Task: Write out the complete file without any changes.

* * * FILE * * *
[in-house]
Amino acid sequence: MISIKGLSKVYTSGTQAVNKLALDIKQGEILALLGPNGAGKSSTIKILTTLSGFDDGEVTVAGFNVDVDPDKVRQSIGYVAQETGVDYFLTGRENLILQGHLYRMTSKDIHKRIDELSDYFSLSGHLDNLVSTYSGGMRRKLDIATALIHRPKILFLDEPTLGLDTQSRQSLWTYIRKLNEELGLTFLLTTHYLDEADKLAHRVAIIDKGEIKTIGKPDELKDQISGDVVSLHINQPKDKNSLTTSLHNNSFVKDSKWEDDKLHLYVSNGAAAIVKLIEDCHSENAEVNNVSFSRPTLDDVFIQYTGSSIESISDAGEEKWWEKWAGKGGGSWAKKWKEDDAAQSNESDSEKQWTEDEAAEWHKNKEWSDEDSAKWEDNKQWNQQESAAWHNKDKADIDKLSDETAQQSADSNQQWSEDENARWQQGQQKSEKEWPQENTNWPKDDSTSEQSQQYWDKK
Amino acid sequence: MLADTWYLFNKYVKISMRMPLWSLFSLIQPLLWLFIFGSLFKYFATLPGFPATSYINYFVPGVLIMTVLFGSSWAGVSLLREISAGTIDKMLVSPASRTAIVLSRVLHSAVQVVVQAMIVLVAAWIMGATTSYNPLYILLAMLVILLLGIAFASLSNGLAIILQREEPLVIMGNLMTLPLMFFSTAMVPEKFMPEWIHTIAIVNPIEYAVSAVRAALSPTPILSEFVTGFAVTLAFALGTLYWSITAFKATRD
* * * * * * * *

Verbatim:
[in-house]
Amino acid sequence: MISIKGLSKVYTSGTQAVNKLALDIKQGEILALLGPNGAGKSSTIKILTTLSGFDDGEVTVAGFNVDVDPDKVRQSIGYVAQETGVDYFLTGRENLILQGHLYRMTSKDIHKRIDELSDYFSLSGHLDNLVSTYSGGMRRKLDIATALIHRPKILFLDEPTLGLDTQSRQSLWTYIRKLNEELGLTFLLTTHYLDEADKLAHRVAIIDKGEIKTIGKPDELKDQISGDVVSLHINQPKDKNSLTTSLHNNSFVKDSKWEDDKLHLYVSNGAAAIVKLIEDCHSENAEVNNVSFSRPTLDDVFIQYTGSSIESISDAGEEKWWEKWAGKGGGSWAKKWKEDDAAQSNESDSEKQWTEDEAAEWHKNKEWSDEDSAKWEDNKQWNQQESAAWHNKDKADIDKLSDETAQQSADSNQQWSEDENARWQQGQQKSEKEWPQENTNWPKDDSTSEQSQQYWDKK
Amino acid sequence: MLADTWYLFNKYVKISMRMPLWSLFSLIQPLLWLFIFGSLFKYFATLPGFPATSYINYFVPGVLIMTVLFGSSWAGVSLLREISAGTIDKMLVSPASRTAIVLSRVLHSAVQVVVQAMIVLVAAWIMGATTSYNPLYILLAMLVILLLGIAFASLSNGLAIILQREEPLVIMGNLMTLPLMFFSTAMVPEKFMPEWIHTIAIVNPIEYAVSAVRAALSPTPILSEFVTGFAVTLAFALGTLYWSITAFKATRD